Toward the abolition of the nation state?

Abstract

In the run-up to elections to the European Parliament in 2004, Ekklesia published a paper that urged churches not to be diverted by the debate about whether God gets a name check in the EU constitution from weightier questions such as what value there is in national identity and the nation state.

In the run-up to elections to the European Parliament, Ekklesia has published a paper that urges churches not to be diverted by the debate about whether God gets a name check in the EU constitution from weightier questions such as what value there is in national identity and the nation state.

'Towards the Abolition of the Nation State? European and National Identity in Christian Perspective‚' is written by Canon Richard Franklin and represents a joint publication by Sarum College in Salisbury and the theological think-tank Ekklesia.

The question of our national and European identities remains urgent and disputed. But the new publication suggests that by and large Christian thinkers have played only a small part in the debate over moves towards political unity in Europe and have paid little attention to its theological significance. The paper argues that rather than pushing for the recognition of Christianity in the EU constitution the key question that must be addressed is whether the idea of the nation state has any value.

Canon Richard Franklin concurs with one leading theologian who has addressed the question of Europe, Wolfhart Pannenberg, who says that‚"the modern elevation of the nation as the dominant model of political action can be seen as a contradiction to the international traditions of Christianity and to their source in the Christian hope that all humans may participate in the Kingdom of God."

Richard Franklin said: "The spirit of universalism, internationalism and Catholicism which is at the heart of the Christian faith means that narrow patriotism and nationalistic bigotry are inimical to the gospel."

But he points out, Christians are far from immune themselves in following such patterns.

"Christians have often equated their religion with their national loyalties and nationalist leaders have used Christianity in its various forms as a tool for the establishment of national cultural homogeneity‚" Franklin says. "But seeing one's own nation as specially chosen leads to sinful self-aggrandisement and a failure to recognise that all individuals and communities are subject to universal divine Lordship and judgement."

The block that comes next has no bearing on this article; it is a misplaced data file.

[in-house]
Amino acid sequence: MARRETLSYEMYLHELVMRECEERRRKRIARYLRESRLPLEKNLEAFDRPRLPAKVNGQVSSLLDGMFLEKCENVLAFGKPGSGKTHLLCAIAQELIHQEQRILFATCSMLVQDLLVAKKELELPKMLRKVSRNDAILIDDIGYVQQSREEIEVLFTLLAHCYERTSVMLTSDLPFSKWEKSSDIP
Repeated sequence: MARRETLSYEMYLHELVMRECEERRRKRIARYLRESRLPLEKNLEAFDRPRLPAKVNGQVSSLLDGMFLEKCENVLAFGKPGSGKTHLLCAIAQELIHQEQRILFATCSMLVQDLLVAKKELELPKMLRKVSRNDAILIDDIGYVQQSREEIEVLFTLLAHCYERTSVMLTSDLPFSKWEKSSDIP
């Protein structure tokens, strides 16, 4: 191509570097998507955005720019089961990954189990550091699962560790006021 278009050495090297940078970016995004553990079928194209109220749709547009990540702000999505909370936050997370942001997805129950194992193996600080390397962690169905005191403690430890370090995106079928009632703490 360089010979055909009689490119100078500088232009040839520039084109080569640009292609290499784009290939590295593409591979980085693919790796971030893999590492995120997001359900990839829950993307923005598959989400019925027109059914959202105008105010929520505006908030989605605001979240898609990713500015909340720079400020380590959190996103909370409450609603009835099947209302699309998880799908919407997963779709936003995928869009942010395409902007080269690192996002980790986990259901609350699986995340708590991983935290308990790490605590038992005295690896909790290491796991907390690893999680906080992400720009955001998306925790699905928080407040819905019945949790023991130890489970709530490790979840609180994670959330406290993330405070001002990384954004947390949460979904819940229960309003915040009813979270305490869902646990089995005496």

The paper points out that spiritual equality and unity and the breaking down of racial, cultural and religious barriers are central to the New Testament and the main currents of Christian political theology. Since internationalism is at the heart of Christian political thought, it suggests, it is legitimate to consider whether the nation-state or, indeed, anything short of some kind of comprehensive international political unity can be justified.

Richard Franklin continues: "Nation states must not view themselves as 'ends in themselves'. They are a phenomenon of political history which have many defects. In Christian perspective they can have practical, but only transient, value as a step on the road towards the wider political unit implied by the gospel."

However the author also points out that the 'Fortress Europe' mentality is a temptation towards an excluding Empire that must be resisted.

"Politically the EU exists to allow the flourishing of all other forms of collective identity contained within a framework which does not allow natural differences to develop into anything that is destructive," he says.

Franklin points out that in history peace has usually been maintained by the force of arms, but that the EU is remarkable because "the peace, justice, democracy and rights enjoyed by the citizens of Europe are upheld by consensual politics."

'Towards the Abolition of the Nation State? European and National Identity in Christian Perspective' is available from Ekklesia priced £3.95 + £1 postage

8 July 2004